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GP-led team helping to support the homeless in Wrexham wins gong

A GP who is behind the launch of a multi-agency community hub helping to transform the lives of homeless and vulnerable people in Wrexham has landed a prestigious award.

Dr Karen Sankey founded the Wrexham Community Care Collaborative alongside Betsi Cadwaladr University Health Board (BCUHB) mental health manager Dewi Richards and Tanya Jones from homeless charity The Wallich in June 2016.

They brought together a host of health and welfare specialists to deliver a new “person-centred” care model to help members of the homeless community in Wrexham in crisis.

Among its many achievements has been the launch of the Wrexham Community Care Hub at The Salvation Army in Wrexham which provides a one-stop shop for homeless people and rough sleepers in the town, helping them to access a broad range of services including housing, mental health and substance misuse support, GPs and financial help.

The hub, which brings together volunteers from The Salvation Army, the Association of Voluntary Organisations in Wrexham (AVOW) and Betsi Cadwaladr University Health Board, operates an open door policy, welcoming on average 60 homeless and vulnerable people every week during its Friday morning sessions.

Dr Sankey and her team are now replicating the model in other Wrexham communities to cater for the social, emotional and medical needs of residents with a stronger focus on prevention.

She has now been presented with The Police and Crime Commissioner’s Partnership Award at North Wales Police and Crime Commissioner Arfon Jones’ annual Community Awards for her work establishing the Wrexham Community Care Collaborative.

The 51-year-old, who worked as a GP in Wrexham for more than 25 years, accepted her award at a glittering ceremony at Theatr Clwyd in Mold.

She said: “I’m completely delighted. It’s all down to the hard work of so many people.

“The Community Care Collaborative is a Community Interest Company I founded with the purpose of developing and implementing new models of health and wellbeing in the community.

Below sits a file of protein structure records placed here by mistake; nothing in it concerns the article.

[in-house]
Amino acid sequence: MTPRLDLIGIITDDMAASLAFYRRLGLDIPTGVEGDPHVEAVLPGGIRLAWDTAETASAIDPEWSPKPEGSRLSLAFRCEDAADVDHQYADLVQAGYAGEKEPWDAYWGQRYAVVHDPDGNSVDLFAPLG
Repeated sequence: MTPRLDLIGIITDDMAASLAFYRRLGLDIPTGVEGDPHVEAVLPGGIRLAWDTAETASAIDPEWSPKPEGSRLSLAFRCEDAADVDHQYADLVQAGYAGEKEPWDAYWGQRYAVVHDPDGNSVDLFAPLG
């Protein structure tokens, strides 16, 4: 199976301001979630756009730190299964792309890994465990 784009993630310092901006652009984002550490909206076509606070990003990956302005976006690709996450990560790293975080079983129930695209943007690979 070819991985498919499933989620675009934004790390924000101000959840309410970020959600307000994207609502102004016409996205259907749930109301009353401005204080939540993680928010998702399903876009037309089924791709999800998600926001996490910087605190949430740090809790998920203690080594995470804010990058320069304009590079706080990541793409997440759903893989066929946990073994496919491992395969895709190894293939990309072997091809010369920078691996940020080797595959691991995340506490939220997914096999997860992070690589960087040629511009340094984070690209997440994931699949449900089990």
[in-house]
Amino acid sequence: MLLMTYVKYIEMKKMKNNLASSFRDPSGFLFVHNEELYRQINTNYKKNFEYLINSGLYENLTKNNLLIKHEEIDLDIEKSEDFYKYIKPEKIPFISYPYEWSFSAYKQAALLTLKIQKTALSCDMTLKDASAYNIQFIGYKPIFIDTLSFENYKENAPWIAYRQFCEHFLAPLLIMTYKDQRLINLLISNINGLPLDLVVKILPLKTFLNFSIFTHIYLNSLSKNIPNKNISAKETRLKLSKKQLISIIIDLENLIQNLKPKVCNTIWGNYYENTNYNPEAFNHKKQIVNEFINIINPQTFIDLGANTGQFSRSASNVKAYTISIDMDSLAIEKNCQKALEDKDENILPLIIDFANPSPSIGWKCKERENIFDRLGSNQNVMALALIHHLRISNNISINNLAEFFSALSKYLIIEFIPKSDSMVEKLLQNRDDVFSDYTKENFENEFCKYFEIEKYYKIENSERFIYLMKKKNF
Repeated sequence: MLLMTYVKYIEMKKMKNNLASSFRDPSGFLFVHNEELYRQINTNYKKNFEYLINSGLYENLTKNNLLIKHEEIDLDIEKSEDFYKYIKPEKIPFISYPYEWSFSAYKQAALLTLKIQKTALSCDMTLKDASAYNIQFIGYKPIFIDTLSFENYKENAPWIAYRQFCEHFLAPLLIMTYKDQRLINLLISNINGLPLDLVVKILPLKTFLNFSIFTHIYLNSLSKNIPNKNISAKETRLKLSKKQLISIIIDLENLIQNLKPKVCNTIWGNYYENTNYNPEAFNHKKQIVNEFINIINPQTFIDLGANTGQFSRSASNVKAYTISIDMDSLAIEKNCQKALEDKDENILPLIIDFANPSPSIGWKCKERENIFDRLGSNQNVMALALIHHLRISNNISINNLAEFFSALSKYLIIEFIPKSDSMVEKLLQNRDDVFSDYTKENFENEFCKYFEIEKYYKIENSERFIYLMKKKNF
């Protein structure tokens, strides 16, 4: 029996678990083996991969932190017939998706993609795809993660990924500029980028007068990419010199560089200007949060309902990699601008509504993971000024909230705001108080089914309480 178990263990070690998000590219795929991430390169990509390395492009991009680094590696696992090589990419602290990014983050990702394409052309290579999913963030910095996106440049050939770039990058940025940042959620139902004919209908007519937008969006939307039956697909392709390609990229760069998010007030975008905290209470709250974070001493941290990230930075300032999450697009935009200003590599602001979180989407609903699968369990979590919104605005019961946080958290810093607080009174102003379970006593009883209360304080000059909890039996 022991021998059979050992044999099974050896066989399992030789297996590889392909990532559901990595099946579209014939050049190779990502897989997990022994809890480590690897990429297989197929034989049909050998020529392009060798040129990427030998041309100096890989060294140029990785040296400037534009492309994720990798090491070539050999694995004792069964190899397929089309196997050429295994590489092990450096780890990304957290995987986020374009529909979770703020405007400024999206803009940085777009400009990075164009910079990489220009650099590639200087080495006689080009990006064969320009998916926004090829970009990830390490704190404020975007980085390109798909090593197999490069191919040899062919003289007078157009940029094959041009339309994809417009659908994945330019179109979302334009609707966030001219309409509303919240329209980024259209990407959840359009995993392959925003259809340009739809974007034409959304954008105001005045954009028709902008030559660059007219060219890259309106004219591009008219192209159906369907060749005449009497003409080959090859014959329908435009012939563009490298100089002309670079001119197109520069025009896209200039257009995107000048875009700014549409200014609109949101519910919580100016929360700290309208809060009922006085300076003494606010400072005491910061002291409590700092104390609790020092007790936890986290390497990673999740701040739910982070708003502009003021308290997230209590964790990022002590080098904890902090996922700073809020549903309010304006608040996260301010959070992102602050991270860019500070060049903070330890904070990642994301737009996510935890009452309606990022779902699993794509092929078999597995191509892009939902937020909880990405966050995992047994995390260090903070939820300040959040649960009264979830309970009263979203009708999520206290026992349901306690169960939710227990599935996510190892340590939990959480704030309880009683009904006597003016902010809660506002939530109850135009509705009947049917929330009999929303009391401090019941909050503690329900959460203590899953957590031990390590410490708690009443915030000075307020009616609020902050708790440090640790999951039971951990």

“We oversee the running of the Community Care Hub the weekly drop in service for homeless and rough sleepers in partnership with the Salvation Army. It was the Community Care Hub that was founded by myself, Dewi and Tanya. Dewi has now joined the CCC as our Service Director

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“We are in the process of taking over three GP surgeries in Wrexham, the first of which is Hillcrest where we have over 120 individuals registered who are street homeless, rough sleeping or in vulnerable housing situations.”

“We’ve created a magical and safe environment. We’ve broken down the judgement of this particular group of people who are marginalised in society. It’s a welcoming place and it’s really making a difference.

“It’s fabulous to get recognition for the work we are doing. The success of this service is down to the people who work in the hub every Friday. We have a shared vision and purpose to make a difference to the people who need our help the most.”

“We provide people with both practical and emotional help, including providing temporary accommodation – the council have currently withdrawn from the service so we are struggling to access accommodation – as well as helping to manage addiction and mental health problems.”

Due to their chaotic and transient lifestyles, the group is particularly hard to reach however since the hub has launched, many have engaged with professional support for the first time since becoming homeless.

Bringing multiple agencies together in the one place has provided a more co-ordinated and resource efficient approach to supporting and caring for exceptionally vulnerable people.

Dr Sankey added: “Initially, we felt this group were struggling to access mental health and GP services and so we decided to start offering these services.

“We have an open door policy with no criteria to meet at all. It’s a very welcoming and friendly space where people can access help. We see rough sleepers, people with addiction problems, people with severe mental health difficulties and the homeless.”

The Police and Crime Commissioner’s Partnership Award is a group award recognising organisations which have successfully worked in partnership with each other to support the most vulnerable in society, contribute to community safety and help to reduce crime.

With growing levels of homelessness across the UK, the Police and Crime felt the Community Care Collaborative was an excellent example of coordinated and effective partnership working at a community level.

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